Okuzaki's ultra-rightist critique of the Emperor paralyzed Japan's facile politics of the right and left. To state that "after the war, Japanese people preferred to identify with the civilian victims of the A-bombs, rather than with their own soldiers who committed atrocities all across Asia," is not only illogical, but participates in a false dialectic that sees Japan's failure to acknowledge and accept responsibility for its extensive crimes in direct contrast to the American use of atomic weapons in Japan. It is a polemic that appears nowhere in Hara's film, which remains unrelentingly focused on Okuzaki's pursuit of a justice that is both extreme and private.

I, too, had problems with the Ruoff reading: Okuzaki's crusade seemed to challenge militarism in highly militaristic terms of honor and responsibility. But the broader point here is that Emperor's Naked Army seems to stage a confrontation and a revelation of truth without the redemption of dialogue, contemplation, deliberation, or action. Formally and ethically, many documentaries eschew the forms of Griersonian documentary, but this one dismantles the core principles of public sphere address. Documentaries - even personal experimental documentaries or Michael Moore's ironic agitprop - often ask their spectator to know something for future action or even ask her to act now in some capacity as citizen. Emperor's Naked Army mocks this quest for knowledge while enticing it, poses any deliberative action as quixotic while taunting those who are inactive, and sides with confrontation over reason. How many times does a cornered social actor fall back on a defence of "that's my opinion" while the framing registers his deer-in-headlights expression?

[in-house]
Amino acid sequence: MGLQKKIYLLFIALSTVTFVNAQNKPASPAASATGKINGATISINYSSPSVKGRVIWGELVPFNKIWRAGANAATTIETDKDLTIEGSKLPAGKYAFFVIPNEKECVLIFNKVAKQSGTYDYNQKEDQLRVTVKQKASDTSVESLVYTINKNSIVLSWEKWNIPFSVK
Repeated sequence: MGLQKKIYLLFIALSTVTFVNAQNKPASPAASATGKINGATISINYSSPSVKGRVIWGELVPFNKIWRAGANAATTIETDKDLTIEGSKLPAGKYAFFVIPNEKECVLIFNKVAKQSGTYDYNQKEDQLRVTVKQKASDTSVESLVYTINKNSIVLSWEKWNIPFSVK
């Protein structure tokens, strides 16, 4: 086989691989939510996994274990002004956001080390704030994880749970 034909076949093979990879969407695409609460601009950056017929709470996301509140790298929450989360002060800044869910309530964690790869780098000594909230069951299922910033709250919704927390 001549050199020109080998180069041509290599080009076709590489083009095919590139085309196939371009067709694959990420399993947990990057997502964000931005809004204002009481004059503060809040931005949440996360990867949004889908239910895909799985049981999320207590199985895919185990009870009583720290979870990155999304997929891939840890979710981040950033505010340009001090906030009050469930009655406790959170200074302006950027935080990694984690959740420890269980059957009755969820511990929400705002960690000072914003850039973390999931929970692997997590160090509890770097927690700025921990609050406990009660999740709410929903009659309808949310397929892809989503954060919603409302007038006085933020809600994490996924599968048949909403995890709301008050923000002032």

Intellectually, it's great to have this problem posed for us to reflect upon. Normatively, though, I don't think this Post-Griersonian worldview lines up simply on the side of the angels.

Thursday, May 29, 2008

Authorship in Kazuo Hara's Films

Thinking about The Emperor's Naked Army Marches On made me curious about Kazuo Hara's other films. Earlier this month I watched his two earlier films, Sayonara CP and Extreme Private Eros: Love Song 1974, hoping to get a better idea of Hara as a filmmaker. I posted some notes on his style and themes at my blog - but now I'd like to address another characteristic of these films I put off from that post. This emerges, specifically, from some of Harrytuttle's comments here, that Okuzaki seems to be more important to the film than Hara. It's an interesting point - in fact, I think it is characteristic of Hara's approach.